Photos: Ancient 'Golden Horde' City Revealed

Archaeologists have uncovered part of an ancient city founded by the heirs of Genghis Khan. The 750-year-old city, along with the remains of Christian temples found there, shed light on the Christian people who lived under the Khan's rule. Here's a look at the remains and artifacts found at the site along the Volga River in Russia. These images were provided courtesy of Dmitriy Kubankin. [Read full story on the ancient city]

Archaeologists at work

Archaeologists with the Saratov Regional Museum of Local Lore have uncovered part of the city of Ukek. Built by a khanate (a kingdom) called the "Golden Horde" the city flourished between A.D. 1250 and 1395. Today much of it is covered by modern buildings. The newly discovered part of the city was the Christian quarter. Several religions were practiced at Ukek including Islam, Christianity and Shamanism. 

The Glass Hairpin

This glass hairpin, imported from China, was found in the Christian quarter of Ukek. The head of the pin is carved in the shape of a split pomegranate. It is remarkably well preserved despite the passage of about 700 years of time. 

A fragment

Another treasure from China found in the Christian quarter. This image shows a fragment of a bone plate carved in the image of a dragon. Finds like these indicate that elite individuals visited the Christian quarter even though Christians did not rule the Golden Horde khanate.

A carving

Archaeologists found the remains of two Christian temples (in eastern Christianity churches are sometimes called temples). One temple was decorated with bas reliefs (a kind of stone carving) and mosaics. One of the carvings, seen here, shows a griffin clawing a lion.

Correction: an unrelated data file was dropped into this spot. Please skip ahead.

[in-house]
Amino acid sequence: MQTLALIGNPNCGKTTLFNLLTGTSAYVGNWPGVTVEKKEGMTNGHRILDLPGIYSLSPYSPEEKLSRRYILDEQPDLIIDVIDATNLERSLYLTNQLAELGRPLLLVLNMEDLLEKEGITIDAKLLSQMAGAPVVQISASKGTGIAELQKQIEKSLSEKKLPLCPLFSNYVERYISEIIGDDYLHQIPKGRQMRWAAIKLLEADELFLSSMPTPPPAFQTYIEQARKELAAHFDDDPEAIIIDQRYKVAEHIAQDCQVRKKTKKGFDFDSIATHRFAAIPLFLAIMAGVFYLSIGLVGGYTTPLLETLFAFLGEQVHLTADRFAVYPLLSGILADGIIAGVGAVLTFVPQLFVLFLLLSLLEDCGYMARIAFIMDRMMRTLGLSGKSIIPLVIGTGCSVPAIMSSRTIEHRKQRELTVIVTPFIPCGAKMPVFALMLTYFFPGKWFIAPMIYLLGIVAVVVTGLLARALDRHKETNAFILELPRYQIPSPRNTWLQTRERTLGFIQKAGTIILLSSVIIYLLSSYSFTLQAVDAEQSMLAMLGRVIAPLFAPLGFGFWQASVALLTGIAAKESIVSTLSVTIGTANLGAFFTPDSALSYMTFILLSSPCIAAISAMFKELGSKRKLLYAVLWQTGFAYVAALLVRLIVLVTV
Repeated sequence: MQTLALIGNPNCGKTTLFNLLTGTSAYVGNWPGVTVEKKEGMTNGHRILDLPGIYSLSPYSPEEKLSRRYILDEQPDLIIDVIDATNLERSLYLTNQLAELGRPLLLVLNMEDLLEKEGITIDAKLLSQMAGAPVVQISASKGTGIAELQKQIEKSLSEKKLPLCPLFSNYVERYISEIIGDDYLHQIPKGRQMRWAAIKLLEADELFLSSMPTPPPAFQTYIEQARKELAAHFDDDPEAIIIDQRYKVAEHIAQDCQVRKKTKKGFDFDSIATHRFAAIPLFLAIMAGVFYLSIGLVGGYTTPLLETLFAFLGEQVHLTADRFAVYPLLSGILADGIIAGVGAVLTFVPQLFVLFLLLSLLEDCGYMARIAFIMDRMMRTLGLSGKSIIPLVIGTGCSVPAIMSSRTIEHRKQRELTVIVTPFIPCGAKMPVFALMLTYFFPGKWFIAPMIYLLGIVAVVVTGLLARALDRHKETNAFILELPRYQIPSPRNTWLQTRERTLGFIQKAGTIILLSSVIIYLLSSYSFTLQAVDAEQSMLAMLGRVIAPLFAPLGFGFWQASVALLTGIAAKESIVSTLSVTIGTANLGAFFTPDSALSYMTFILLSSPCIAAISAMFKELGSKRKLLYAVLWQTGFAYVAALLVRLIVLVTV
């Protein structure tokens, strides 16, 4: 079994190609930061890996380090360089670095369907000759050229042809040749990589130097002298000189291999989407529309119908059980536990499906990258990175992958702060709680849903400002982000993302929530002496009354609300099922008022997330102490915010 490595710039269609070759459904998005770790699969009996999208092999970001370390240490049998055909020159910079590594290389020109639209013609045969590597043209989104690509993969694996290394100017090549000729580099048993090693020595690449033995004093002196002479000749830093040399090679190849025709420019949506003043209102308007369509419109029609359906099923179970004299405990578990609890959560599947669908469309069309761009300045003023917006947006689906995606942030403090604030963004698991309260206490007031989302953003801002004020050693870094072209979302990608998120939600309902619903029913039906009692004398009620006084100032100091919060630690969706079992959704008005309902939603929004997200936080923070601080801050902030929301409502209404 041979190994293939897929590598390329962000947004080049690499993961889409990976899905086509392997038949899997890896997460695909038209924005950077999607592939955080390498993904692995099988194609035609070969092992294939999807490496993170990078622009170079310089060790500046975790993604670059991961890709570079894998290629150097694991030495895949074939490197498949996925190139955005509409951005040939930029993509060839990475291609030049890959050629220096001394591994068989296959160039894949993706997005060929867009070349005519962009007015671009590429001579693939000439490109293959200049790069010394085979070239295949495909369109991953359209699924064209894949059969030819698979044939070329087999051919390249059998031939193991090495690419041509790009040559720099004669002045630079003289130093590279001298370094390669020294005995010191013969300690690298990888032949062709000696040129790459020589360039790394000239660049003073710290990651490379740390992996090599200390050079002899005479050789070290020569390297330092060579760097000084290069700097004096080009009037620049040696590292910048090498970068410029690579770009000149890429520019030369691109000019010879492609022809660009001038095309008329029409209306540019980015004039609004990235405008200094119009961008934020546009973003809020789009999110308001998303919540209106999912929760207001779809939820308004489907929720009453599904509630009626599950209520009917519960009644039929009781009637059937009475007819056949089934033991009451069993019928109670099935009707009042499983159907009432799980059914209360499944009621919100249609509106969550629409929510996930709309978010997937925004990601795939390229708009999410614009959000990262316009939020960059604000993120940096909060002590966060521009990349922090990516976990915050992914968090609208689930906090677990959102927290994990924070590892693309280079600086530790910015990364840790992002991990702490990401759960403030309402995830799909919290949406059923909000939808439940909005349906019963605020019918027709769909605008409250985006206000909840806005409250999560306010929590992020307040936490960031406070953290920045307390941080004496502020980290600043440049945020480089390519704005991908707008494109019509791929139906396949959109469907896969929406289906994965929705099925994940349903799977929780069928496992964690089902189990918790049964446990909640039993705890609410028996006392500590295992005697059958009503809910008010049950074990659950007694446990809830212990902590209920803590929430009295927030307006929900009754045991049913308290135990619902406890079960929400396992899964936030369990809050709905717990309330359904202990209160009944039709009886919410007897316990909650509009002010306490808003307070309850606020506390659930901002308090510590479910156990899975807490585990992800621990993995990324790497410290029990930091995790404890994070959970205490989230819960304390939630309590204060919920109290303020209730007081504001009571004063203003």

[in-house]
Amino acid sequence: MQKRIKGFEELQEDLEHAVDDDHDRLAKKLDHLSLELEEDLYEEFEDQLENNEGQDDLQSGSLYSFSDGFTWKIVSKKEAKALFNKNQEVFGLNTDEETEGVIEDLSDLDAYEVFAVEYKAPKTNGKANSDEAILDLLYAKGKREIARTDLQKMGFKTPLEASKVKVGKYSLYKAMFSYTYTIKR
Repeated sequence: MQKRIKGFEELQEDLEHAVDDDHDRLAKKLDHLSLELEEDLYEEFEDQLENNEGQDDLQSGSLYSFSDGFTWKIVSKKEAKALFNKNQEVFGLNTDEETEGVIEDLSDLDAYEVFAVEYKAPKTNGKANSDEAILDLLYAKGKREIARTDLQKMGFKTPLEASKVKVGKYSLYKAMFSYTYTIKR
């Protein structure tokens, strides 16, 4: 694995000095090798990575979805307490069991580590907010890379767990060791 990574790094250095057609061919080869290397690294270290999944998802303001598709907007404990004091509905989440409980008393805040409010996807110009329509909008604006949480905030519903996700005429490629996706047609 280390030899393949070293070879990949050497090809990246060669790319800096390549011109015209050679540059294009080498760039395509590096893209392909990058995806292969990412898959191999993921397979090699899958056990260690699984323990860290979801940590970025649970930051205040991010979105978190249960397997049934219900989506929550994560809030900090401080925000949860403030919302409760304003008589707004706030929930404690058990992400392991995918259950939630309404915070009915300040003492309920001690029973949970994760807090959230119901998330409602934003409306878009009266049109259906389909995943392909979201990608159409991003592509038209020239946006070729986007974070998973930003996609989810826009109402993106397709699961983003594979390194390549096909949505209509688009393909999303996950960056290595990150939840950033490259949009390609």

A wooden handle

A fragment of a wooden handle, in the shape of a panther's head, also found in the Christian temple.

A stonepaste plate

The basement of the Christian temple would have been used by local merchants to store goods. This image shows a stonepaste (kashine) plate that would have been imported from Egypt or Iran. 

A stonepaste bottle

The remains of a stonepaste (kashine) bottle that also would have been imported from Egypt or Iran. 

An imported plate

A plate that would have been imported from Byzantium.

An ancient storage vessel

While the archaeologists found some fantastic imported goods they also found simpler, homemade, items. This image shows a storage vessel also found in the Christian temple. 

An artifact from the Christian quarter

Another, less elaborate, artifact from the Christian quarter. This image shows a Russian pot.

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Owen Jarus
Live Science Contributor

Owen Jarus is a regular contributor to Live Science who writes about archaeology and humans' past. He has also written for The Independent (UK), The Canadian Press (CP) and The Associated Press (AP), among others. Owen has a bachelor of arts degree from the University of Toronto and a journalism degree from Ryerson University.